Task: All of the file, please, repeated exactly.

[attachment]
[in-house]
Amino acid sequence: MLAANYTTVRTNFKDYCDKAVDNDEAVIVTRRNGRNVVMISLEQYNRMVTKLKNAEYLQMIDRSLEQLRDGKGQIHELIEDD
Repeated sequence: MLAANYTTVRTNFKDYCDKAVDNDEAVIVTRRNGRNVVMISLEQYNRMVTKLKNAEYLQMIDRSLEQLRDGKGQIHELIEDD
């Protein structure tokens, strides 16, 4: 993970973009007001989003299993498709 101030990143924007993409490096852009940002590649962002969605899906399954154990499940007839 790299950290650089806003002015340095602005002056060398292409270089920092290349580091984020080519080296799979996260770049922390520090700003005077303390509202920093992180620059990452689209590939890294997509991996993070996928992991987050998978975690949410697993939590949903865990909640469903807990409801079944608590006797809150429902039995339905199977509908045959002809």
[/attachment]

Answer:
[in-house]
Amino acid sequence: MLAANYTTVRTNFKDYCDKAVDNDEAVIVTRRNGRNVVMISLEQYNRMVTKLKNAEYLQMIDRSLEQLRDGKGQIHELIEDD
Repeated sequence: MLAANYTTVRTNFKDYCDKAVDNDEAVIVTRRNGRNVVMISLEQYNRMVTKLKNAEYLQMIDRSLEQLRDGKGQIHELIEDD
């Protein structure tokens, strides 16, 4: 993970973009007001989003299993498709 101030990143924007993409490096852009940002590649962002969605899906399954154990499940007839 790299950290650089806003002015340095602005002056060398292409270089920092290349580091984020080519080296799979996260770049922390520090700003005077303390509202920093992180620059990452689209590939890294997509991996993070996928992991987050998978975690949410697993939590949903865990909640469903807990409801079944608590006797809150429902039995339905199977509908045959002809």